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This article is part of the supplement: Sixteenth Annual Computational Neuroscience Meeting: CNS*2007

Open Access Poster presentation

Novel application of principal component analysis to understanding visual cortical development

David G Jones, Brett R Beston and Kathryn M Murphy

Author Affiliations

McMaster University, Hamilton, ON, Canada

BMC Neuroscience 2007, 8(Suppl 2):P188  doi:10.1186/1471-2202-8-S2-P188

The electronic version of this article is the complete one and can be found online at:


Published:6 July 2007

© 2007 Jones et al; licensee BioMed Central Ltd.

Poster presentation

Visual experience has a profound effect on cortical development and function. Monocular deprivation early in life leads to anatomical and physiological changes in visual cortex that result in poor visual acuity in the deprived eye. Multiple mechanisms mediate this synaptic plasticity in developing visual cortex, including excitatory (NMDA, AMPA) and inhibitory (GABAA) receptors and their subunit composition. However, as the number of mechanisms under consideration increases beyond 2 or 3, it becomes difficult to understand the multidimensional nature of the data and to identify the significant combinations and interactions. We overcame this complexity by applying Principal Components Analysis.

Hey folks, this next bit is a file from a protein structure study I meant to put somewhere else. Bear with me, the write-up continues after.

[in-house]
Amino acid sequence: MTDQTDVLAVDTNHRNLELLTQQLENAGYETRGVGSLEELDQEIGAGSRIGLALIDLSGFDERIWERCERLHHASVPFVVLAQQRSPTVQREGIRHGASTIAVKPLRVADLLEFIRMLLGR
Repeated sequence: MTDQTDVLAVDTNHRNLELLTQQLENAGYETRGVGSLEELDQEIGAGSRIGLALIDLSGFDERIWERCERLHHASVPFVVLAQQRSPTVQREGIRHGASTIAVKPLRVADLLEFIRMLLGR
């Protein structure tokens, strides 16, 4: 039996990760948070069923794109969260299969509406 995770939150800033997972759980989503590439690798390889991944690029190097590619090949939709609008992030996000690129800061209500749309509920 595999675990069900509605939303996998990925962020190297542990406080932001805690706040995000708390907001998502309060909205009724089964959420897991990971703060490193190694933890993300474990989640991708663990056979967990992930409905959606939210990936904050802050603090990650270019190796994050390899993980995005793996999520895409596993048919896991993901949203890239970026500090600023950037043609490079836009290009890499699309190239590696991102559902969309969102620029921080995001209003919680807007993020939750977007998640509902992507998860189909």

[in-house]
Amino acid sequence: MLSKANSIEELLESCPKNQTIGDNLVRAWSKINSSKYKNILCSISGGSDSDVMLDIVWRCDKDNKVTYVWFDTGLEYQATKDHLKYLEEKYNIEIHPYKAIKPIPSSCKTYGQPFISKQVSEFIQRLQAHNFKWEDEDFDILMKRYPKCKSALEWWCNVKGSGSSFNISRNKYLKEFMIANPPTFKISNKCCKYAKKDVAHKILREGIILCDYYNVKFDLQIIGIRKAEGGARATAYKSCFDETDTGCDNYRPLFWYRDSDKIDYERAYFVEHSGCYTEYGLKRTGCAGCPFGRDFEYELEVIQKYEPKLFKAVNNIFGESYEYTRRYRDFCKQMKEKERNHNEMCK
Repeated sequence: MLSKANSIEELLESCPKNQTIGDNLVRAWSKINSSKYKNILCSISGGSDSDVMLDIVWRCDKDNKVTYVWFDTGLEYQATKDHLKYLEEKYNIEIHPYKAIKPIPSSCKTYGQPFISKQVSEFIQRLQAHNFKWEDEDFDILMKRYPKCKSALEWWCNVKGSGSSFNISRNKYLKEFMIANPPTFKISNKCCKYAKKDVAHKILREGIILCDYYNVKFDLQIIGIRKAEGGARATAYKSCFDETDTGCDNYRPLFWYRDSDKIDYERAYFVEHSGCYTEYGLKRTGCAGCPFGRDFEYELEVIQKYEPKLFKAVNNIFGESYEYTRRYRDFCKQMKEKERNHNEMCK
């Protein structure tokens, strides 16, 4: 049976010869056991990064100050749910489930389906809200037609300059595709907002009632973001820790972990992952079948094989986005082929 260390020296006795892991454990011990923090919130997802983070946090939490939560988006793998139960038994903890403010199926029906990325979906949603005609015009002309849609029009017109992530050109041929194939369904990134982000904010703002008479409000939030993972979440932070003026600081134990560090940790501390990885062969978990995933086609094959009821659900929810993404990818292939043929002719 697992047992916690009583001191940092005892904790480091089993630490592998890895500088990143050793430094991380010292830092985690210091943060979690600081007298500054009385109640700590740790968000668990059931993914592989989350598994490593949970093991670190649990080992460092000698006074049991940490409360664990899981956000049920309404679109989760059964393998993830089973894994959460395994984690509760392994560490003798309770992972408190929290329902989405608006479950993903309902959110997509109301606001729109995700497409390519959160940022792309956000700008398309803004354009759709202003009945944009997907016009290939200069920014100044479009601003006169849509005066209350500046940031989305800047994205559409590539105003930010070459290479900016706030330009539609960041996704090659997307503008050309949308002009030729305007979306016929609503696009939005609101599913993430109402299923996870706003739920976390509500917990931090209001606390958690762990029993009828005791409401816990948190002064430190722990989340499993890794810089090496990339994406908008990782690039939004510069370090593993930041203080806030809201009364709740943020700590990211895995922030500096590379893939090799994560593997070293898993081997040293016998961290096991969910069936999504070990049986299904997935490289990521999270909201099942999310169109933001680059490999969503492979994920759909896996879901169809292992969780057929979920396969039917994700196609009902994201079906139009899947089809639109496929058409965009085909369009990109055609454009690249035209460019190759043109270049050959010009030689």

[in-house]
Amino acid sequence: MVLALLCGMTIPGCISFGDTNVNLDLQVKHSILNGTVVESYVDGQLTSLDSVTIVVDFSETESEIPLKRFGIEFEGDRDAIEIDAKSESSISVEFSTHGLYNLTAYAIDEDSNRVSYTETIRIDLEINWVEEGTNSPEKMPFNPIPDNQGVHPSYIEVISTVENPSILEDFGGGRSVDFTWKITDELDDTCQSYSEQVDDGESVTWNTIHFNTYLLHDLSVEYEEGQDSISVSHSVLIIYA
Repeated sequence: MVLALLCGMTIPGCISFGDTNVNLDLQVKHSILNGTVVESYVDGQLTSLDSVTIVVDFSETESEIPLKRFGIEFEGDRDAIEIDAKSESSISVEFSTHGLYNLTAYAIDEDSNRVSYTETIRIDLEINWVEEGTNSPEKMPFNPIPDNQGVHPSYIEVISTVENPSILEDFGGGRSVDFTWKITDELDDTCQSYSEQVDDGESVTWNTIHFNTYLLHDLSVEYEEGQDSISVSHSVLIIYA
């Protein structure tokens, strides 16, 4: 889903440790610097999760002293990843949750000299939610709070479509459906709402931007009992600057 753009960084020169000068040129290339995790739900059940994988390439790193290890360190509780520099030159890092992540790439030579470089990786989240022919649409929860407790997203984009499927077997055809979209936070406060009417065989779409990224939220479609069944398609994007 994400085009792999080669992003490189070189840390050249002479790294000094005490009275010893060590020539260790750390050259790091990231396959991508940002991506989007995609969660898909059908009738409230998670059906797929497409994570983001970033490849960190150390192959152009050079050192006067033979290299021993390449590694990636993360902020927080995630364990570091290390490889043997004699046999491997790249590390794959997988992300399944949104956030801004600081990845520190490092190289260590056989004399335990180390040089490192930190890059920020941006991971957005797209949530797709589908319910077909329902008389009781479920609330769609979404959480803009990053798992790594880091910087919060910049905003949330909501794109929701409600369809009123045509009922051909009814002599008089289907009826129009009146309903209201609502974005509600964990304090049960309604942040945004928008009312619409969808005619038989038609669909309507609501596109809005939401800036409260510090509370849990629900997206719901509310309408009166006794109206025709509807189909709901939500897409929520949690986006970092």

We conducted a comprehensive study of changes in excitatory and inhibitory receptors in visual cortex of cats reared with either normal vision, monocular deprivation, or monocular deprivation followed by a short period of binocular vision. Using Western blot analysis of samples from different regions of visual cortex, we examined changes in excitatory (NR1, NR2A, NR2B, GluR2) and inhibitory (GABAAα1, GABAAα3) receptor subunit expression. Monocular deprivation promoted a complex pattern of changes that were most severe in regions of visual cortex where the central visual field is represented.

To understand the complex nature of these changes, we applied a neuroinformatics approach using Principal Component Analysis (PCA) to address the global pattern of change in these plasticity mechanisms. The biological significance of the principal components was determined by correlating them with the ratios of various synaptic proteins. Principal components reflected the overall receptor expression, the balance between excitation and inhibition, and the maturational shift in receptor subunit composition. PCA showed that monocular deprivation causes a significant shift of the developmental trajectory, bypassing a large proportion of the normal developmental path, and accelerating maturation of the receptor subunit expression. This analysis suggests that monocularly deprived animals have less developmental plasticity and lack the molecular machinery needed for functional maturation of cortical circuits. A brief 4 day period of binocular vision was sufficient to restore these important plasticity mechanisms towards that of normal animals.

The application of Principal Components Analysis allows us to understand the overall changes in this multidimensional data and the correlation analysis enables us to understand their biological significance. These results provide insights into molecular mechanisms underlying amblyopia, why binocular vision is crucial for optimal recovery, and why recovery of vision is so poor when deprivation extends beyond 6 weeks of age.